‘The Nature of the Firm’ (1937), is an influential article by Ronald Coase. It offered an economic explanation of why individuals choose to form partnerships, companies and other business entities rather than trading bilaterally through contracts on a market.
Given that “production could be carried on without any organization that is, firms at all”, Coase asks, why and under what conditions should we expect firms to emerge? Since modern firms can only emerge when an entrepreneur of some sort begins to hire people, Coase’s analysis proceeds by considering the conditions under which it makes sense for an entrepreneur to seek hired help instead of contracting out for some particular task.
Mutopo Perspective – There is now additional choice as many entrepreneurs are finding. Non-financial exchanges that produce economic value for the firm. Example include: reviews on Amazon.com, comments on the Huffingtonpost.com, shares on Youtube.com, help on the HP support forums, wikipedia content contributions (such as this one), norms enforcement on Craigslist, Bandwidth Donation on Skype, Software testing for Mozilla Firefox, R&D help on Giffgaff, etc. etc
Coase noted, however, that there are a number of transaction costs to using the market; the cost of obtaining a good or service via the market is actually more than just the price of the good. Other costs, including search and information costs, bargaining costs, keeping trade secrets, and policing and enforcement costs, can all potentially add to the cost of procuring something via the market. This suggests that firms will arise when they can arrange to produce what they need internally and somehow avoid these costs.The traditional economic theory of the time suggested that, because the market is “efficient” (that is, those who are best at providing each good or service most cheaply are already doing so), it should always be cheaper to contract out than to hire.
There is a natural limit to what can be produced internally, however. Coase notices “decreasing returns to the entrepreneur function”, including increasing overhead costs and increasing propensity for an overwhelmed manager to make mistakes in resource allocation. This is a countervailing cost to the use of the firm.
Coase argues that the size of a firm (as measured by how many contractual relations are “internal” to the firm and how many “external”) is a result of finding an optimal balance between the competing tendencies of the costs outlined above. In general, making the firm larger will initially be advantageous, but the decreasing returns indicated above will eventually kick in, preventing the firm from growing indefinitely.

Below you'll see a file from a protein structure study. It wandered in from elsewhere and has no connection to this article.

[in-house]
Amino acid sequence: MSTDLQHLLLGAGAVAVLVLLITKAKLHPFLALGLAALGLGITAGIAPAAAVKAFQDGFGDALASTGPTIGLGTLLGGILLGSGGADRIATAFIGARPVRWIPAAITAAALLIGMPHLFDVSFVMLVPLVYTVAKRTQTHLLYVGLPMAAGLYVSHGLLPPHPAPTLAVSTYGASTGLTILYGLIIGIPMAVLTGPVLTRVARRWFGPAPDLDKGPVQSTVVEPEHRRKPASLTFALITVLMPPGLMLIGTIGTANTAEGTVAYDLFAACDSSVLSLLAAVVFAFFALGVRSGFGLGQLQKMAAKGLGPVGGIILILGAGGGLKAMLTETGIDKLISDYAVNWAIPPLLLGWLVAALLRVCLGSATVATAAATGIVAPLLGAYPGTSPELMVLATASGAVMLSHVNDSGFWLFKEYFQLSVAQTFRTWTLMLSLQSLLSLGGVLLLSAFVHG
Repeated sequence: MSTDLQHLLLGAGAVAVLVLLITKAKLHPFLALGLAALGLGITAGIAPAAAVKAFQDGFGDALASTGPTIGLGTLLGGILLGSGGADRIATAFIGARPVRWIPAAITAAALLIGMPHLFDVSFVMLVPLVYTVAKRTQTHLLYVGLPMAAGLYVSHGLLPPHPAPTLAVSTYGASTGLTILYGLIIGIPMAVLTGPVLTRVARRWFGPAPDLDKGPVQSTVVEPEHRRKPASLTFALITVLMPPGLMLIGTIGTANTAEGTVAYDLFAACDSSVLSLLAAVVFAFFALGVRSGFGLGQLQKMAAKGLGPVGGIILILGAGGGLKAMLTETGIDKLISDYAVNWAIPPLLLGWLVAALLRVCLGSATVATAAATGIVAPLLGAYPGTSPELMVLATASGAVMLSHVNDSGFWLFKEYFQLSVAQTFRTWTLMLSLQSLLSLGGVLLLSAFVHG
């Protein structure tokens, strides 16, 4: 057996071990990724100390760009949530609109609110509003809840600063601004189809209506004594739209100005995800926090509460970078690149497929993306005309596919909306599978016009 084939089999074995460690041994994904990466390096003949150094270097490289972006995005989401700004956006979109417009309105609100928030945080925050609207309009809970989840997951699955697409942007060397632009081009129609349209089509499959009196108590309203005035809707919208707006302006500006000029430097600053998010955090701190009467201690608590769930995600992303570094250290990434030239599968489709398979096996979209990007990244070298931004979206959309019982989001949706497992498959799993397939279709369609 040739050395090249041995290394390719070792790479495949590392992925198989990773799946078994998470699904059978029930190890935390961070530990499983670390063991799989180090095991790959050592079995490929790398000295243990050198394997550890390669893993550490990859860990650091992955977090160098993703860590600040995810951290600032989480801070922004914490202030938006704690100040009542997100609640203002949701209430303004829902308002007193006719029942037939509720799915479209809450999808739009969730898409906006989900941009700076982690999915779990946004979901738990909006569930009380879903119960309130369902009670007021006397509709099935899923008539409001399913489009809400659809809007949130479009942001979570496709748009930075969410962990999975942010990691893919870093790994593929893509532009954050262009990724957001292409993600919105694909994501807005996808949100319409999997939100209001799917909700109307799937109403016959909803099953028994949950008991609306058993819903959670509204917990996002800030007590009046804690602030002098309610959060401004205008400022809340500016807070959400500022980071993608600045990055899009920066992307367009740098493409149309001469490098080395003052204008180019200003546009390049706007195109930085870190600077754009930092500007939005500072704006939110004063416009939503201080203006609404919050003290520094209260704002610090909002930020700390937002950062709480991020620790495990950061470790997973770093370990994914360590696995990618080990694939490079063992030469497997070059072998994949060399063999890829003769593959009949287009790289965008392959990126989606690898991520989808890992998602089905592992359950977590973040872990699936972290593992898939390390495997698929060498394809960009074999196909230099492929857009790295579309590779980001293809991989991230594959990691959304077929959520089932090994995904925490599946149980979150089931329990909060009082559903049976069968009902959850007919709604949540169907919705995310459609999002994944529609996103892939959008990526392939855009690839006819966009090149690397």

Other things being equal, a firm will tend to be larger:
- the less the costs of organizing and the slower these costs rise with an increase in the transactions organized.
- the less likely the entrepreneur is to make mistakes and the smaller the increase in mistakes with an increase in the transactions organized.
- the greater the lowering (or the less the rise) in the supply price of factors of production to firms of larger size.
The first two costs will increase with the spatial distribution of the transactions organized and the dissimilarity of the transactions. This explains why firms tend to either be in different geographic locations or to perform different functions. Additionally, technology changes that mitigate the cost of organizing transactions across space will cause firms to be larger—the advent of the telephone and cheap air travel, for example, would be expected to increase the size of firms. On a related note the use of the internet and related modern information and communication technologies seem to lead to the existence of so called virtual organizations.
Coase does not consider non-contractual relationships , as between friends or family.
Mutopo Perspective – cost structures are shifting radically when enabled by social technologies and behaviors. Operational Costs [exploitation] – for these types of costs, there is simply a much reduced shift in the cost of managing these transactions outside the firm – software testing, translation, search engine optimization, administrative assistance, data quality, customer support, IT support, etc. These are exactly the areas in which we find flourishing crowdsourcing as one can see on this landscape map from Crowdsourcing.org.
New Opportunities for Innovation [exploration] – these costs don’t allow for easy direct comparison – i.e. the question is less inside or outside but more the possibility that the innovation might yield a new market opportunity or signficant efficiency gains. Examples include: P&G connect and develop as an ongoing focused approach to seeking innovation from outside. Or myStarbucksIdea. Or role of developers in App store ecosystems. Or challenge formats like GE ecomagination innocentive, jovoto, etc.
Taken together. These changes suggest that new forms of the firm will continue to evolve as the decisions about what takes place inside versus outside the firm undergo review after 75 years of relative stability.
- Access to full article for free through Wiley Online Library
- Coase, Ronald (1937). “The Nature of the Firm”. Economica (Blackwell Publishing) 4 (16): 386–405. doi:10.1111/j.1468-0335.1937.tb00002.x.JSTOR 2626876.
- Nobel prize in Economics 1991 – Press release
- See also Robé, Jean-Philippe, The Legal Structure of the Firm, Accounting, Economics, and Law: Vol. 1 : Iss. 1, Article 5, Available at:http://www.bepress.com/ael/vol1/iss1/5 (2011).